Testicular cancer among athletes raises awareness of the disease

Earlier this month, Olympic swimmer Eric Shanteau decided to defer treatment for testicular cancer until after his Olympic competition. Although no one can put themselves in another’s position, the ramifications of this decision could not be greater.

Shanteau’s delay could be life-threatening.

Several other well known athletes have fought testicular cancer, among them Mike Lowell, John Kruk, and Lance Armstrong. Fortunately, these three received treatment and were able to return to their sport, often reaching higher goals than in their pre-cancer careers.

Cancer of the testicles is rarely mentioned in public. In fact, Chicago Bears player Brian Piccolo, whose death became the subject of a popular book as well as the movie “Brian’s Song,” died after testicular cancer spread to his lungs. The movie never mentions the word “testicular.”

It is past time to put embarrassment aside and have a frank discussion about this serious topic.

Thankfully, open dialogue has aided in the tremendous strides made in fighting breast cancer in women of all ages. Breast self-examination has had a dramatic impact on early treatment and cure. The many displays of breast cancer awareness in the form of pink ribbons, charity walks, and other fundraisers have positively impacted this effort.

The statistics are astounding. Testicular cancer is the most common cancer in men between the ages of 15 and 34. Eight thousand new cases are reported each year. It is one of the most highly curable cancers, but can rapidly spread to the lymph nodes, lungs, bones, liver, and brain. This invasion of cancer cells dramatically increases the difficulty of achieving a cure.

There are two types of testicular cancer:

• Seminoma-this can occur in all age groups. It is the less aggressive of the two types and is more sensitive to radiation.
• Non-Seminoma-this is also called a “germ cell tumor.” It grows and spreads rapidly. This tumor is less sensitive to radiation and often requires chemotherapy.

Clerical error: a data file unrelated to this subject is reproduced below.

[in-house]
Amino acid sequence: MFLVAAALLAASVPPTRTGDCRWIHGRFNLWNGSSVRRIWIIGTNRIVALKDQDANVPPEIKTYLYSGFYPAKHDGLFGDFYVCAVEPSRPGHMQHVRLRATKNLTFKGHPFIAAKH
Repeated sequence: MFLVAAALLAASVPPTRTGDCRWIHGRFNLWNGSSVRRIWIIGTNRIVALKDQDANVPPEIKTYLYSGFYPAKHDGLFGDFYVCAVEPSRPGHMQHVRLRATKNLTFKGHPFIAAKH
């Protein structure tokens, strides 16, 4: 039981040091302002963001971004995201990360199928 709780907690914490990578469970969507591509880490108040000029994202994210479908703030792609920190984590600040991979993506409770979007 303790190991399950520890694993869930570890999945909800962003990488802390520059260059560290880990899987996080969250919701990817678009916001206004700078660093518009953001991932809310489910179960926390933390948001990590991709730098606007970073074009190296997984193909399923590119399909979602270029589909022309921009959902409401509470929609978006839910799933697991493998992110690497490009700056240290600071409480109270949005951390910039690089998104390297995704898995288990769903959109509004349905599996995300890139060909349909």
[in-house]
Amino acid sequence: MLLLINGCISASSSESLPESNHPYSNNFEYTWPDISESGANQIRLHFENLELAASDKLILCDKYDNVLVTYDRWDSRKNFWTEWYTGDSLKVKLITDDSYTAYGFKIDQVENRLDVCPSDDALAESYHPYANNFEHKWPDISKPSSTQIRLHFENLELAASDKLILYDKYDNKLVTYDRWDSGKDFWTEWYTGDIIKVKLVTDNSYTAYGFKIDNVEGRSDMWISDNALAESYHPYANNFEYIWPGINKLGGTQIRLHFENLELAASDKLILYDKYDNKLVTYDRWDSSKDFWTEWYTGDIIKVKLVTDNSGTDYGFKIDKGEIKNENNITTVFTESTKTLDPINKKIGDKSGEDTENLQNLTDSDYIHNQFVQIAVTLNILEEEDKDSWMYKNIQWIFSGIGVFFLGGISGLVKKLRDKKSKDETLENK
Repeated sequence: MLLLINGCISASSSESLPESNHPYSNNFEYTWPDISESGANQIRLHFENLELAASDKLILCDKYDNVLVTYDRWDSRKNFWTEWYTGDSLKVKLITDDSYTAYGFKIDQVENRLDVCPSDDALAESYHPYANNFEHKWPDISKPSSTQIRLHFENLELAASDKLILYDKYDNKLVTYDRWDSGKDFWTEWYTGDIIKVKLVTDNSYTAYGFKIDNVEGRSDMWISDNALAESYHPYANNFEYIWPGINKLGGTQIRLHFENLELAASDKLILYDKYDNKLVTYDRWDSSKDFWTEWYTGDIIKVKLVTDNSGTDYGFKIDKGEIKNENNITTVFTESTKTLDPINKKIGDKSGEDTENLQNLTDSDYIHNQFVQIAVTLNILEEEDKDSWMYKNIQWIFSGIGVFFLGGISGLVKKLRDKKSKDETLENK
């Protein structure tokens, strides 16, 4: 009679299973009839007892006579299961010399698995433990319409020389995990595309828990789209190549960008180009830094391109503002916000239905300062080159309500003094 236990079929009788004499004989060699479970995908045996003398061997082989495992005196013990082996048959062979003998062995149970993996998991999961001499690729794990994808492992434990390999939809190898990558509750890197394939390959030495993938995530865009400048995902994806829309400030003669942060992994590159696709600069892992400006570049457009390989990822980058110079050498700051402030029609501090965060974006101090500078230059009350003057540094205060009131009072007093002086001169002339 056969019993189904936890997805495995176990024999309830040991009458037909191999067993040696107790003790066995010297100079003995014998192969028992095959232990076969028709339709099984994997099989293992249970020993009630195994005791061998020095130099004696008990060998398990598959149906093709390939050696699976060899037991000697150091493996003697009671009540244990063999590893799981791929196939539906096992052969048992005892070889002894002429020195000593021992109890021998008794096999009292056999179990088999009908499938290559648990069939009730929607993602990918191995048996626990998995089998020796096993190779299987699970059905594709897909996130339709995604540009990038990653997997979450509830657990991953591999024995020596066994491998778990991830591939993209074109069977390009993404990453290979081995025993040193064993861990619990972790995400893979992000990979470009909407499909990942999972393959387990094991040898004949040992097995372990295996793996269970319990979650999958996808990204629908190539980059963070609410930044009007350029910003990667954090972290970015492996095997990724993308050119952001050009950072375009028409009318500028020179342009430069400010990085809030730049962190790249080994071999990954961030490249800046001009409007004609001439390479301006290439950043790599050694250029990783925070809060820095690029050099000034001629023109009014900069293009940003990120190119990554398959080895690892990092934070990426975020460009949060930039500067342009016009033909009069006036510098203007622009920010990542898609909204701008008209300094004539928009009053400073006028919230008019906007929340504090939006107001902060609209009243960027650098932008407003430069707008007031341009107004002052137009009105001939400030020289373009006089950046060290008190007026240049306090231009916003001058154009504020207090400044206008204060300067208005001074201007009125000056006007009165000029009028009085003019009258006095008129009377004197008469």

Parents must be vigilant because the group with the highest risk of testicular cancer is children born with cryptorchid or undescended testes. These infants are at a significantly greater risk of developing testicular cancer later in life.

The only way to know the cell type of the tumor is by removal of the testicle (orchiectomy). This procedure is not only diagnostic but also therapeutic since the cancer source is removed. It allows oncologists (cancer specialists) to establish a treatment plan to attack the cancer.

Dr. George Bosl, Chairman of the Department of Medicine at Sloan-Kettering Memorial Cancer Center, is a medical oncologist and considered among the world’s experts in the treatment of testicular cancers. Although the overall cure rate for testicular cancer is 90%, Dr. Bosl references an article he published in a medical journal noting that after two months, the cure rate drops to 80% in non-seminomas.

“Men who note pain, swelling, or a nodule in a testis should get to a physician immediately,” Dr. Bosl urged. Self-examination is the best simple and direct way men can notice early testicular abnormalities.

Monthly testicular self-examination should include the following steps:

1. Perform the exam after a warm bath or shower, allowing the scrotum to relax and permitting a more thorough exam.
2. Stand in front of a mirror to look for swelling of the scrotum.
3. Roll each testicle with the index and middle digits on one side and the thumb on the other.
4. Make note of any palpable masses and report these to your doctor.

A physician will repeat the exam in the office and most likely order an ultrasound of the testicles. This test is not invasive and not painful. It gives a clear image of the testicle and determines if surgery is indicated.

Headline articles often prompt readers to personalize decisions made by those involved in the story. While many observers and medical experts doubt the wisdom of Shanteau’s decision to delay performance of a crucial diagnostic procedure, all support his quest for Olympic gold and, more importantly, the health battle ahead.

Anthony G. Alessi, MD, is Chief of Neurology at The William W. Backus Hospital and in private practice at NeuroDiagnostics, LLC, in Norwich. E-mail him at aalessi@wwbh.org. If you wish to learn more about sports health topics, listen to the podcast or go to the Healthy Sports blog at www.backushospital.org.

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